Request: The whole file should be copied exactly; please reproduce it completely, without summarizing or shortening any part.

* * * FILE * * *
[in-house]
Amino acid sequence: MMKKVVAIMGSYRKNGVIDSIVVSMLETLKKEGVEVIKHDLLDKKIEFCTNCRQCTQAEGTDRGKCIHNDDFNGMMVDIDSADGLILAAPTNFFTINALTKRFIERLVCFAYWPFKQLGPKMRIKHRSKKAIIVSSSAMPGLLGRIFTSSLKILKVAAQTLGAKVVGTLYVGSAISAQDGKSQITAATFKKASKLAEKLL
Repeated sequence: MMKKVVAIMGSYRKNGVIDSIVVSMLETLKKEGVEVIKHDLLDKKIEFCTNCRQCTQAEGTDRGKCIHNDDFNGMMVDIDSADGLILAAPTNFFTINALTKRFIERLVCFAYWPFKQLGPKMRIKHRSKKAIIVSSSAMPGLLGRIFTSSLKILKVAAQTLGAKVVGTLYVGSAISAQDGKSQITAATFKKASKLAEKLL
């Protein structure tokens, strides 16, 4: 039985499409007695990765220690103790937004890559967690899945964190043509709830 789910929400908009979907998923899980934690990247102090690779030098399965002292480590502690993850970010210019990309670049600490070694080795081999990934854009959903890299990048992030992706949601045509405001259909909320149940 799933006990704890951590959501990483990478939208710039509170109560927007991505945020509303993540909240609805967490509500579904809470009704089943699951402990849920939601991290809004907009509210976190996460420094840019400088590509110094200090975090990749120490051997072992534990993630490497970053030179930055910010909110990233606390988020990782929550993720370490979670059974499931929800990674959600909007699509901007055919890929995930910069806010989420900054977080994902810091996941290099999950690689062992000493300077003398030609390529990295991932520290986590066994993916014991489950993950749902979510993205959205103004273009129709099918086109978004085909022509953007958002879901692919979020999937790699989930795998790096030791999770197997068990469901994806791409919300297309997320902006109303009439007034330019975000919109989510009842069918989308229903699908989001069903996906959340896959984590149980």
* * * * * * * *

[in-house]
Amino acid sequence: MMKKVVAIMGSYRKNGVIDSIVVSMLETLKKEGVEVIKHDLLDKKIEFCTNCRQCTQAEGTDRGKCIHNDDFNGMMVDIDSADGLILAAPTNFFTINALTKRFIERLVCFAYWPFKQLGPKMRIKHRSKKAIIVSSSAMPGLLGRIFTSSLKILKVAAQTLGAKVVGTLYVGSAISAQDGKSQITAATFKKASKLAEKLL
Repeated sequence: MMKKVVAIMGSYRKNGVIDSIVVSMLETLKKEGVEVIKHDLLDKKIEFCTNCRQCTQAEGTDRGKCIHNDDFNGMMVDIDSADGLILAAPTNFFTINALTKRFIERLVCFAYWPFKQLGPKMRIKHRSKKAIIVSSSAMPGLLGRIFTSSLKILKVAAQTLGAKVVGTLYVGSAISAQDGKSQITAATFKKASKLAEKLL
């Protein structure tokens, strides 16, 4: 039985499409007695990765220690103790937004890559967690899945964190043509709830 789910929400908009979907998923899980934690990247102090690779030098399965002292480590502690993850970010210019990309670049600490070694080795081999990934854009959903890299990048992030992706949601045509405001259909909320149940 799933006990704890951590959501990483990478939208710039509170109560927007991505945020509303993540909240609805967490509500579904809470009704089943699951402990849920939601991290809004907009509210976190996460420094840019400088590509110094200090975090990749120490051997072992534990993630490497970053030179930055910010909110990233606390988020990782929550993720370490979670059974499931929800990674959600909007699509901007055919890929995930910069806010989420900054977080994902810091996941290099999950690689062992000493300077003398030609390529990295991932520290986590066994993916014991489950993950749902979510993205959205103004273009129709099918086109978004085909022509953007958002879901692919979020999937790699989930795998790096030791999770197997068990469901994806791409919300297309997320902006109303009439007034330019975000919109989510009842069918989308229903699908989001069903996906959340896959984590149980």